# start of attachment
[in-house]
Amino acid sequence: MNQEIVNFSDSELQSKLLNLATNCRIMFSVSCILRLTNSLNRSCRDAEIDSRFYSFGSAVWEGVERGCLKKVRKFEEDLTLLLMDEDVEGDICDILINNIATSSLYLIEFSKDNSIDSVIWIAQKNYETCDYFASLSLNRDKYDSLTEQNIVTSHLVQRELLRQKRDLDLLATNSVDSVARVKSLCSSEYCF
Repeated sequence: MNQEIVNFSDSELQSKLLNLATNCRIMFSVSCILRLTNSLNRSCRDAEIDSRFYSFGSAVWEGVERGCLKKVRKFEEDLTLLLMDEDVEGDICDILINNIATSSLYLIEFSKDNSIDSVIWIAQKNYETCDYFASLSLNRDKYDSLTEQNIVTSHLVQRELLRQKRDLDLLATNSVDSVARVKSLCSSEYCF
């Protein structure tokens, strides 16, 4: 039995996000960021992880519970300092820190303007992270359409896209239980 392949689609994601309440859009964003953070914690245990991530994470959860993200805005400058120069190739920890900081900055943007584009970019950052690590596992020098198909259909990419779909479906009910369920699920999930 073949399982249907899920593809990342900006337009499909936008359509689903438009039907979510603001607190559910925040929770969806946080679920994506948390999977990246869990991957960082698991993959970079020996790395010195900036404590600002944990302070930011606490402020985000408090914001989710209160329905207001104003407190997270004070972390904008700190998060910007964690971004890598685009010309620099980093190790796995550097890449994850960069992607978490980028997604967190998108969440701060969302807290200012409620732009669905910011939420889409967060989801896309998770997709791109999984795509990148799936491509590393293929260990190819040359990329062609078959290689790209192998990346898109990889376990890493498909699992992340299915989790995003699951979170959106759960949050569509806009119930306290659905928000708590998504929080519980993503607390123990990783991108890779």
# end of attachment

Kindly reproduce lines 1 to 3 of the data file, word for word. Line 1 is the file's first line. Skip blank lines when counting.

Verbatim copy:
[in-house]
Amino acid sequence: MNQEIVNFSDSELQSKLLNLATNCRIMFSVSCILRLTNSLNRSCRDAEIDSRFYSFGSAVWEGVERGCLKKVRKFEEDLTLLLMDEDVEGDICDILINNIATSSLYLIEFSKDNSIDSVIWIAQKNYETCDYFASLSLNRDKYDSLTEQNIVTSHLVQRELLRQKRDLDLLATNSVDSVARVKSLCSSEYCF
Repeated sequence: MNQEIVNFSDSELQSKLLNLATNCRIMFSVSCILRLTNSLNRSCRDAEIDSRFYSFGSAVWEGVERGCLKKVRKFEEDLTLLLMDEDVEGDICDILINNIATSSLYLIEFSKDNSIDSVIWIAQKNYETCDYFASLSLNRDKYDSLTEQNIVTSHLVQRELLRQKRDLDLLATNSVDSVARVKSLCSSEYCF